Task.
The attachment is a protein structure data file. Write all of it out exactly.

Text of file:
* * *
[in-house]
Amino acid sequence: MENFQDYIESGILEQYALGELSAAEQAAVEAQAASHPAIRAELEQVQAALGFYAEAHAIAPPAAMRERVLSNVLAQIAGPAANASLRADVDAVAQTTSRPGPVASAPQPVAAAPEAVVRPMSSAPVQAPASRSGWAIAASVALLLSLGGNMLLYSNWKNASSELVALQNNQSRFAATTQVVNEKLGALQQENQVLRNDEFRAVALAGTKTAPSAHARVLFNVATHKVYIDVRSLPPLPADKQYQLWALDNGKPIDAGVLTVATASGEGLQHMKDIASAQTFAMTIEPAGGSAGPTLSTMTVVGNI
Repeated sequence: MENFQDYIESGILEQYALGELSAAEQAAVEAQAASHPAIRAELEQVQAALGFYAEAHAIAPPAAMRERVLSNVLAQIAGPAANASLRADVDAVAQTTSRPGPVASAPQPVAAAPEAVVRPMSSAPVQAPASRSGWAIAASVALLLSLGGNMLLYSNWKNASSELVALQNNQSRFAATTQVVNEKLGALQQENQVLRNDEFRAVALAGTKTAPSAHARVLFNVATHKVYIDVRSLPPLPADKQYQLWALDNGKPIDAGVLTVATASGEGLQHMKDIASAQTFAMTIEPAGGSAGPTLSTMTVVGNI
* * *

[in-house]
Amino acid sequence: MENFQDYIESGILEQYALGELSAAEQAAVEAQAASHPAIRAELEQVQAALGFYAEAHAIAPPAAMRERVLSNVLAQIAGPAANASLRADVDAVAQTTSRPGPVASAPQPVAAAPEAVVRPMSSAPVQAPASRSGWAIAASVALLLSLGGNMLLYSNWKNASSELVALQNNQSRFAATTQVVNEKLGALQQENQVLRNDEFRAVALAGTKTAPSAHARVLFNVATHKVYIDVRSLPPLPADKQYQLWALDNGKPIDAGVLTVATASGEGLQHMKDIASAQTFAMTIEPAGGSAGPTLSTMTVVGNI
Repeated sequence: MENFQDYIESGILEQYALGELSAAEQAAVEAQAASHPAIRAELEQVQAALGFYAEAHAIAPPAAMRERVLSNVLAQIAGPAANASLRADVDAVAQTTSRPGPVASAPQPVAAAPEAVVRPMSSAPVQAPASRSGWAIAASVALLLSLGGNMLLYSNWKNASSELVALQNNQSRFAATTQVVNEKLGALQQENQVLRNDEFRAVALAGTKTAPSAHARVLFNVATHKVYIDVRSLPPLPADKQYQLWALDNGKPIDAGVLTVATASGEGLQHMKDIASAQTFAMTIEPAGGSAGPTLSTMTVVGNI